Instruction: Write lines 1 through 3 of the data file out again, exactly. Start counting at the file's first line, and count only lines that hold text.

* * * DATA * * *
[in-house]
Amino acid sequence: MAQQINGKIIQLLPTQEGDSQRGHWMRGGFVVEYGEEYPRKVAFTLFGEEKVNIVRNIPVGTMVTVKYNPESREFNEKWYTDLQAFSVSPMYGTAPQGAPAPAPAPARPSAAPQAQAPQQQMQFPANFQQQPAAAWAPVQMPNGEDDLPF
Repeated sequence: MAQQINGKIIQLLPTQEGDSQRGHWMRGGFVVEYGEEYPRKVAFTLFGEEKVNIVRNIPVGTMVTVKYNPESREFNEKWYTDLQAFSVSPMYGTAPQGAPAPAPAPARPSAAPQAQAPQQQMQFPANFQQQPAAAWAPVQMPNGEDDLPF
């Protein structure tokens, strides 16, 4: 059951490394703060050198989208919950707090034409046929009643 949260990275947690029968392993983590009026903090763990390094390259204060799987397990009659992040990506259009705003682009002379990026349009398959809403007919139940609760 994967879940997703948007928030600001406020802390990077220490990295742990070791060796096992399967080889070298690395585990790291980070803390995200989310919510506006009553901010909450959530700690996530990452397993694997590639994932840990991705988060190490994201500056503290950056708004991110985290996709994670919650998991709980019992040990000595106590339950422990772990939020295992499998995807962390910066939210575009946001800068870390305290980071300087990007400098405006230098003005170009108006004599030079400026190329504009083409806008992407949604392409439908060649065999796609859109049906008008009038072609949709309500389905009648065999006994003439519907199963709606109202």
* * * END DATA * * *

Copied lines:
[in-house]
Amino acid sequence: MAQQINGKIIQLLPTQEGDSQRGHWMRGGFVVEYGEEYPRKVAFTLFGEEKVNIVRNIPVGTMVTVKYNPESREFNEKWYTDLQAFSVSPMYGTAPQGAPAPAPAPARPSAAPQAQAPQQQMQFPANFQQQPAAAWAPVQMPNGEDDLPF
Repeated sequence: MAQQINGKIIQLLPTQEGDSQRGHWMRGGFVVEYGEEYPRKVAFTLFGEEKVNIVRNIPVGTMVTVKYNPESREFNEKWYTDLQAFSVSPMYGTAPQGAPAPAPAPARPSAAPQAQAPQQQMQFPANFQQQPAAAWAPVQMPNGEDDLPF